Thankfully we have a royal commission that is laying bare the rot at the heart of our financial system. This is the royal commission that the Greens led on. This is a royal commission that wouldn't have happened without the Australian Greens. We saw the need for this very early on. In fact, we saw the need for this nearly five years ago. This is the royal commission that Labor initially mocked as a stunt. This is the royal commission that the coalition said would cause the sky to fall in. First they ignore you, then they laugh at you, then they fight you, then you win. The royal commission is getting to the bottom of the specific ways the banks bend and break the rules to extract as much profit as they can out of unsuspecting customers. The stories coming out of the royal commission are shocking. They are an indictment on the culture of banking in Australia and an indictment on government and the regulators who have failed to step in when clearly the banks were up to no good.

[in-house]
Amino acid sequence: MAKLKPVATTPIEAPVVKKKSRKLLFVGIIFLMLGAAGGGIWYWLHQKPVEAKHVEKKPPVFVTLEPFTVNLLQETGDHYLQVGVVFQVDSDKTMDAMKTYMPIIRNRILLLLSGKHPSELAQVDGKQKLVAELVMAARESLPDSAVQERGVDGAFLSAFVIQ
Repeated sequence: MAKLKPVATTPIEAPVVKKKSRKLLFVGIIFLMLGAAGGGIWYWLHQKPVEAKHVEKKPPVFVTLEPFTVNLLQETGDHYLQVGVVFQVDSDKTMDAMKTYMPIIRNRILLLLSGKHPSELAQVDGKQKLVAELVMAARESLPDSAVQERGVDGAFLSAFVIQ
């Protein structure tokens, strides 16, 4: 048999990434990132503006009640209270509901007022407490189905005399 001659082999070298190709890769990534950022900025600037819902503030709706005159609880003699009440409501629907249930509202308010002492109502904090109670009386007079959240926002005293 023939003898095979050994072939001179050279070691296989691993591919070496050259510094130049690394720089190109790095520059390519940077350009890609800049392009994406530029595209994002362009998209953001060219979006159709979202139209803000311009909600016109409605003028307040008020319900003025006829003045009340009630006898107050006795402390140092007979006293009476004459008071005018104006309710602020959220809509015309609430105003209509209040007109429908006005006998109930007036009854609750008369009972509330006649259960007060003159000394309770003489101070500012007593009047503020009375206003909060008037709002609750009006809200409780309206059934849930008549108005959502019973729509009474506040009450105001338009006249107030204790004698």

But what is also interesting about the royal commission—and the central point I want to make tonight—is that, while it is a conduct inquiry and while issues of systemic risk were specifically excluded from the terms of reference, the response to the royal commission must include a response to systemic issues and the risk they pose to our economy and to every single one of us. As John Quiggin noted recently, the usual defences of bad apples and rogue advisers have fallen apart as it becomes evident that problems are systemic, driven by relentless pressure from the top to maximise profits at all costs.
The distorting power that the big four have can no longer be ignored. The inherent conflicts created by vertical integration can no longer be defended. Sky-high executive pay and the perverse culture that it creates must be brought to an end. And, as Commissioner Hayne himself put it, we need to ask: how much profit is enough?
The job of government in this parliament is to act. The royal commission is giving us hot iron. We must strike that hot iron. We need to reshape the financial system so that it is a servant to, rather than the master of, our lives.
Many will want to wait for the conclusions of the royal commission before committing to any structural change. While I respect this view, I would say that we cannot afford ourselves that luxury. We must be prepared to act now—as much as anything, because the royal commission is only looking at half the story. We need to look at the big picture.